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Measuring Research and Development Expenditures in the U.S. Economy
ally expressed in the form of degrees granted but often in works cited or other indicators of academic output.
It is generally acknowledged that the survey of research and development spending at colleges and universities is a successful data collection program. NSF points with pride to the fact that the response rate from academia has historically been about 95 percent, and it is usually 100 percent for the FFRDCs (see Table 6-1). However, the high unit response rate is tempered by bothersome high item nonresponse rates for some data items. Both the small unit nonresponse and the higher item nonresponse are masked by the fact that NSF imputes values when there is no response. The validity of the imputation methods is open to question.
The survey has impressive depth of coverage: it covers all institutions with doctoral programs in science and engineering (S&E) fields or at least $150,000 in separately budgeted R&D activity, meaning that it is a virtual census of all research and development spending at colleges and universities. These institutions have traditionally expended more than 95 percent of U.S. academic R&D funds. In addition, the survey population includes all FFRDCs that are academically administered and engaged in basic or applied research, development, or management of R&D activities. Also, all historically black colleges and universities (HBCUs) that perform any separately budgeted R&D in S&E are included.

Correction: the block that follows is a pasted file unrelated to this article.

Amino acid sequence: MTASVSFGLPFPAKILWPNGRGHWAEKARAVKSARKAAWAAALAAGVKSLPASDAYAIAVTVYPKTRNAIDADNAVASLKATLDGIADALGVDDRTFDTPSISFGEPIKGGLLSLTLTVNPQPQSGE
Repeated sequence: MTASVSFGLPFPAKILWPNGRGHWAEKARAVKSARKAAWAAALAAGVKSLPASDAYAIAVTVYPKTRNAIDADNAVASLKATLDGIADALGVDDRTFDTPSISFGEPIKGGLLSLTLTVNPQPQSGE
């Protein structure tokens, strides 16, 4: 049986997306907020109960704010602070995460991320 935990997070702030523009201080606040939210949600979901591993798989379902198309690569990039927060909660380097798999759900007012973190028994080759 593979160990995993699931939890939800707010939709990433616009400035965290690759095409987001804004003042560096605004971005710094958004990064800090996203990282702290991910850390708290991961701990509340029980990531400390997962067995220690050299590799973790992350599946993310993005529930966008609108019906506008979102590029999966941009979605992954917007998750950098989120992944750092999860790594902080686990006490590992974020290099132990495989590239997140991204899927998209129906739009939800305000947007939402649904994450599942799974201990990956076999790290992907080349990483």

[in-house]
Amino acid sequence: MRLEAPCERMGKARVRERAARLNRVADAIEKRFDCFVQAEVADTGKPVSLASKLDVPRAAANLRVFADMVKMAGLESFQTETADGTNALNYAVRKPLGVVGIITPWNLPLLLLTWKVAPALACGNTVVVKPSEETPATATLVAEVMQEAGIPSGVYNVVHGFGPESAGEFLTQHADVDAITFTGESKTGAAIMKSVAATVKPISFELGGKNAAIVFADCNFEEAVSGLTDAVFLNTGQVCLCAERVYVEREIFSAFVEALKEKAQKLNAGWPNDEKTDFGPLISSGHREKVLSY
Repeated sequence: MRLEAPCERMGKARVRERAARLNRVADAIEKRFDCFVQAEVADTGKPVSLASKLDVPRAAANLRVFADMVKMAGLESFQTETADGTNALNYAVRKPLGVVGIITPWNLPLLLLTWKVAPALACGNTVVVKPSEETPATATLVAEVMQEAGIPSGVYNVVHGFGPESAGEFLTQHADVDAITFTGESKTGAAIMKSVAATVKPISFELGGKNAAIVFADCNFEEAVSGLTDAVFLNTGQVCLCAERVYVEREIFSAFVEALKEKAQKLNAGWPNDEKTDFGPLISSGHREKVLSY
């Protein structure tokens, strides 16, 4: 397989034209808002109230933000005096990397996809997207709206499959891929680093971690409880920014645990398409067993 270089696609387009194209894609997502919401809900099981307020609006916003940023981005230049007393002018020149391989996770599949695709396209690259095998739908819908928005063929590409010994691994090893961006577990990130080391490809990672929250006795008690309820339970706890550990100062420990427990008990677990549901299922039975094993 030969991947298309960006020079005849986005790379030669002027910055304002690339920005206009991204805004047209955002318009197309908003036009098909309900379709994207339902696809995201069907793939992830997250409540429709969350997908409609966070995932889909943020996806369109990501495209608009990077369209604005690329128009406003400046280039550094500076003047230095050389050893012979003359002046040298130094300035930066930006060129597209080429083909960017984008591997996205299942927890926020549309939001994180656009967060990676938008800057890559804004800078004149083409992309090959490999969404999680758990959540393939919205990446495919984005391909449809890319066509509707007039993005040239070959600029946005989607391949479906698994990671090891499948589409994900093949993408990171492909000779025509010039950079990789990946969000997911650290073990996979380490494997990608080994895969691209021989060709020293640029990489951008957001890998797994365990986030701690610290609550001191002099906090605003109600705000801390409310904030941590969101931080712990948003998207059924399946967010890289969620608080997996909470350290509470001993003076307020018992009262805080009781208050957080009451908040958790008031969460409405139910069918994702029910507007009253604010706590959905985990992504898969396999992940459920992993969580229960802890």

The development of the frame for the survey of colleges and universities is a very complicated undertaking, with the possibility of generating coverage error (see Box 6-1). The application of the dollar limit to identify universities and colleges that conduct R&D could be a problem in that, if the frame fails to identify an academic institution with at least $150,000 in separately budgeted R&D, there would be a gap. The HBCUs are well identified so do not pose any coverage loss. Similarly, FFRDCs are well known. The doctorate-granting universities are well known. So it is the application of the dollar limit that could pose problems. NSF describes the only other gap as the four 2-year degree-granting institutions that accounted for less than 0.01 of the total R&D expenditures. The issues raised with this frame also affect the Survey of Science and Engineering Research Facilities, which uses this frame as its universe.
While there are other sources of information on the extent and direction of R&D activity at colleges and universities, including the NSF sister surveys of science and engineering graduate students and postdoctorate students, there is no survey that provides such a long-term (annually since 1972) view of science and engineering activity at the nation’s academic institutions. The historical continuity of the data is often considered to be a particular strength of this data collection, in view of the fact that the results of this survey are often blended with the results of the federal funds and